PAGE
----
Unknown IP addresses

Hope this is easy (and hope this is the right place). Comodo 5.3.181415.1237 / Vista 32 Home Premium
Have had Comodo for a while and it has worked pretty well.
In the last 2-3 days I have received popups from Comodo telling me a new network has been found (I think that’s what it says), and asks me for a response.
Two of those IPs are 192.168.16.1 and 169.254.13.150. My modem is 192.168.1.xxx. One of these, I think, is associated with my cell.
I have searched for these IPs and found nothing. Any way to determine what these IPs are and if I can “Allow?”

192.168.16.1 I assume is your PC?

Addresses in 169.254.0.1 - 169.254.254.255 are assigned by APIPA. When DHCP has problems assigning an internal IP address, it will assign an IP address in the APIPA range. I assume that is your cell phone? I have never connected a cell phone through my PC but I would imagine that your going to have to assign a static IP address to it to bypass any DHCP activity.

Best thing to do is run this command ipconfig /all from a command prompt window and post your results. For security reasons, please change any shown MAC addresss to 00-00-00-00-00-00 or eliminate them althogether.

Sorry for going off topic, but what’s wrong with posting a MAC address publicly? Sure it’s unique, but what information could possibly be gleaned from knowing it?

"Hide your MAC Address from hackers, government agencies, your ISP, WiFi networks, online games, and more! Anyone with the right tools can track your Internet activity if they know your MAC Address. Public Wireless Access Points are all over, some less secure than others. Every time you open your laptop, it automatically attempts to contact to wireless networks, regardless if you use WEP/WPA Encryption. Fool MAC-based ACLs (Access Control Lists) by cloning the MAC address of a computer that is already authorized to use a WiFi network. Don’t let your MAC Address to get out in the open"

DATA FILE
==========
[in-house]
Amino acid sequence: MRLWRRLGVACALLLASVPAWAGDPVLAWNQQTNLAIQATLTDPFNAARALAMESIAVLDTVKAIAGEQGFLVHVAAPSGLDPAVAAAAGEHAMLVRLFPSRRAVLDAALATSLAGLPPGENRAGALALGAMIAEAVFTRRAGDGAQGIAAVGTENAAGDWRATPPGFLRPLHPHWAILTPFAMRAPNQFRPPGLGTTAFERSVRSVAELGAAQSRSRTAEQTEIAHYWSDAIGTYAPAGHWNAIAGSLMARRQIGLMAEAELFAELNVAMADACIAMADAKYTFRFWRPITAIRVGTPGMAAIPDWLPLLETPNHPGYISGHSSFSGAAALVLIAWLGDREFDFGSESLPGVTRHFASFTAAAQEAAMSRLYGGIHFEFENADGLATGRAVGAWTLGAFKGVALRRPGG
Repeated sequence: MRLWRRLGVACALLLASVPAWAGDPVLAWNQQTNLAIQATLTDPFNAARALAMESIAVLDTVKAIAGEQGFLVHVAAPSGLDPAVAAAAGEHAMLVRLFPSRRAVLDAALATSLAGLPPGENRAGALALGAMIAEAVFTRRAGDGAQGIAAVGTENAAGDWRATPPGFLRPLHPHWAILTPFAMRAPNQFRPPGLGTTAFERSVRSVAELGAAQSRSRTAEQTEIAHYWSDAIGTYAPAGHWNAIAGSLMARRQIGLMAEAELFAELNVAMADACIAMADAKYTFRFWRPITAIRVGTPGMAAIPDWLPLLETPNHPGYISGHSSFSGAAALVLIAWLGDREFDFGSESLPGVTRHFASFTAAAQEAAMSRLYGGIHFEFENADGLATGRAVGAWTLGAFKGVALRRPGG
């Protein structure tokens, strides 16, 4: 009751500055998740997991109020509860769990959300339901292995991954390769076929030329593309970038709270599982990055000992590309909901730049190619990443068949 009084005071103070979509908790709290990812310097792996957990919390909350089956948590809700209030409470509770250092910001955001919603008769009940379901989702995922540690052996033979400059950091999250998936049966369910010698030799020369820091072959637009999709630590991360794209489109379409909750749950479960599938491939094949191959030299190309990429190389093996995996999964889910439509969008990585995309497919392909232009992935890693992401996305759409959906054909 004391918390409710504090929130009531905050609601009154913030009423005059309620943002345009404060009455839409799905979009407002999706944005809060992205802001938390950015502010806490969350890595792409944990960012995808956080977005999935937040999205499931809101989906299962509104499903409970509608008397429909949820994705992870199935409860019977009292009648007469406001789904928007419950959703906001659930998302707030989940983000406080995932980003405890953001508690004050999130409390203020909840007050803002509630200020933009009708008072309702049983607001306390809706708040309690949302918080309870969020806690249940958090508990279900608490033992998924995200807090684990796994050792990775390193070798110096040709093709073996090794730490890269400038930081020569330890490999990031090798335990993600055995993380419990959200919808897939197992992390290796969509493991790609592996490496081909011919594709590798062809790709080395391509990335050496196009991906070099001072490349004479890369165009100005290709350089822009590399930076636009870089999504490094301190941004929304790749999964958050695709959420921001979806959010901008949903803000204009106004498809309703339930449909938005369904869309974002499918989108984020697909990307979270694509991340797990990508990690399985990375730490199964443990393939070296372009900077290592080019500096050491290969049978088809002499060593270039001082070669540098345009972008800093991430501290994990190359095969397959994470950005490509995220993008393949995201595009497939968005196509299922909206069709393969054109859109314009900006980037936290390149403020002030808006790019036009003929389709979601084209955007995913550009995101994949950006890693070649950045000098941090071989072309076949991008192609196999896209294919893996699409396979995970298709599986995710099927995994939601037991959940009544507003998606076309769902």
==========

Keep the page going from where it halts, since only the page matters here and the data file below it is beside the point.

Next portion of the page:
MAC address exploits require the attacker to be on the same network as the machine to be exploited. As the OP appears to be behind some kind of router, this is unlikely.

Whilst it is possible to retrieve the MAC address remotely, certain vulnerabilities need to exist in the router or other gateway device for these methods to be used.

Whilst it is possible to retrieve the MAC address remotely, certain vulnerabilities need to exist in the router or other gateway device for these methods to be used.

Last stats I saw showed over 50% of routers hacked or with known vulnerabilities. For home routers, I would expected a much higher figure. I think the statement “your safe behind a router” is rapidly becoming obsolete.

192.168.16.1 I assume is your PC?
Well, as I understand my router, 192.168.1.1 is the router and 192.168.1.21 is the PC.

Addresses in 169.254.0.1 - 169.254.254.255 are assigned by APIPA. I assume that is your cell phone? Again, according to the router, my cell is reserved at 192.168.1.4 and the ip on the cell is 1.4.

Best thing to do is run this command ipconfig /all from a command prompt window and post your results.

Microsoft Windows [Version 6.0.6001]
Copyright (c) 2006 Microsoft Corporation. All rights reserved.

C:\Users\xxxxx>ipconfig /all

Windows IP Configuration

Host Name . . . . . . . . . . . . : Host
Primary Dns Suffix . . . . . . . :
Node Type . . . . . . . . . . . . : Hybrid
IP Routing Enabled. . . . . . . . : No
WINS Proxy Enabled. . . . . . . . : No

Ethernet adapter Host:

Connection-specific DNS Suffix . :
Description . . . . . . . . . . . : Intel(R) Gigabit Network Connection
Physical Address. . . . . . . . . : MAC
DHCP Enabled. . . . . . . . . . . : Yes
Autoconfiguration Enabled . . . . : Yes
IPv4 Address. . . . . . . . . . . : 192.168.1.21(Preferred)
Subnet Mask . . . . . . . . . . . : 255.255.255.0
Lease Obtained. . . . . . . . . . : Thursday, July 14, 2011 6:41:12 AM
Lease Expires . . . . . . . . . . : Friday, July 15, 2011 6:41:11 AM